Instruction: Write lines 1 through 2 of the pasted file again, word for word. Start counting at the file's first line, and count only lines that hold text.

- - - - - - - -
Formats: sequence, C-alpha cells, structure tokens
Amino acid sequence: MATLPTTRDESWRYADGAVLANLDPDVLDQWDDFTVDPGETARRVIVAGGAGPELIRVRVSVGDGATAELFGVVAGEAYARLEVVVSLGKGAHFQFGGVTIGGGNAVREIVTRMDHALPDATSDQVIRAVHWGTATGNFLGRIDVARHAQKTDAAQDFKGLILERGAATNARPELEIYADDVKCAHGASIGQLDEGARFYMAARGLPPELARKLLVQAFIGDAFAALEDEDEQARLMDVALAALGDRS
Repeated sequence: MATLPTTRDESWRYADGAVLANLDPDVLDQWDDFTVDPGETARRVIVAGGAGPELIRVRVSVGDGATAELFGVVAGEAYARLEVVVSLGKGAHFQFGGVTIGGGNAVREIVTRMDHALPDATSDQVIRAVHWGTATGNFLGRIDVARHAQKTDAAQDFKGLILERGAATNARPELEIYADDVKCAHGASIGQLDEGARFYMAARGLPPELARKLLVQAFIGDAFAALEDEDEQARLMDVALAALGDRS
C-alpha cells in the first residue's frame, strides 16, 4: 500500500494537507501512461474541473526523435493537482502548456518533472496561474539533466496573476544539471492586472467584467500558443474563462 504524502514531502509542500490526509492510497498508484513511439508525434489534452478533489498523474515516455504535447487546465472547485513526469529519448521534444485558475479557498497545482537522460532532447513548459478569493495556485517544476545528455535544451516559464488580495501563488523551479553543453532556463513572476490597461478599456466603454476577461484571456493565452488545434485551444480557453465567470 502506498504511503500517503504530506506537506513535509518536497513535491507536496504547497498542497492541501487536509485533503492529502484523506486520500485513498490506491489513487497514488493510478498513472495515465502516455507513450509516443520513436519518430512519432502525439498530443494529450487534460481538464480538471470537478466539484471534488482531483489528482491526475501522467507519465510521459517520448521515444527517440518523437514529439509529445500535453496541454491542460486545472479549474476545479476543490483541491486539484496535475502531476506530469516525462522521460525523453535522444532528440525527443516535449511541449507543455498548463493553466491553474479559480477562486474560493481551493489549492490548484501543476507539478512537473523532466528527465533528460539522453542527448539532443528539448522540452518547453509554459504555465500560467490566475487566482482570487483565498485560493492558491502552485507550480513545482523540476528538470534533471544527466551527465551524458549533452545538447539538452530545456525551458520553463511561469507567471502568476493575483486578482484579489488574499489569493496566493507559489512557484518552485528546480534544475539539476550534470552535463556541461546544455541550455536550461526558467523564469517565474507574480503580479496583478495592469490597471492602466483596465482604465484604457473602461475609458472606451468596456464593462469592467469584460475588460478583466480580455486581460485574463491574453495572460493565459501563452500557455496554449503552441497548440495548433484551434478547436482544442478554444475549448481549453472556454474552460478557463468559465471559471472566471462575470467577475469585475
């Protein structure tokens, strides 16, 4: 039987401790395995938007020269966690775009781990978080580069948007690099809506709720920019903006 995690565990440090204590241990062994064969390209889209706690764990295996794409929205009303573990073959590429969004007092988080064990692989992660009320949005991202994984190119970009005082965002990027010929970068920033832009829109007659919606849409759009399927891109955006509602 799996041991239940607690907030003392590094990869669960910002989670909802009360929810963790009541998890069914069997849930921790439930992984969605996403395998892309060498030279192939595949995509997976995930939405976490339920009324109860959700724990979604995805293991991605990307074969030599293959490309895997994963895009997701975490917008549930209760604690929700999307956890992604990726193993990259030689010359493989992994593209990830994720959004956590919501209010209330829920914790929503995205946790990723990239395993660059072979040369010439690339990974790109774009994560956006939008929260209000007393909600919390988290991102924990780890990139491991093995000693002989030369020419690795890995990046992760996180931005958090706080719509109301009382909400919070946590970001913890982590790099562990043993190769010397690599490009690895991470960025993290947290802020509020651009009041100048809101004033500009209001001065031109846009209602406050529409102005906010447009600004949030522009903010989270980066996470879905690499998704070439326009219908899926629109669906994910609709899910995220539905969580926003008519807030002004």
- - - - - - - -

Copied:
Formats: sequence, C-alpha cells, structure tokens
Amino acid sequence: MATLPTTRDESWRYADGAVLANLDPDVLDQWDDFTVDPGETARRVIVAGGAGPELIRVRVSVGDGATAELFGVVAGEAYARLEVVVSLGKGAHFQFGGVTIGGGNAVREIVTRMDHALPDATSDQVIRAVHWGTATGNFLGRIDVARHAQKTDAAQDFKGLILERGAATNARPELEIYADDVKCAHGASIGQLDEGARFYMAARGLPPELARKLLVQAFIGDAFAALEDEDEQARLMDVALAALGDRS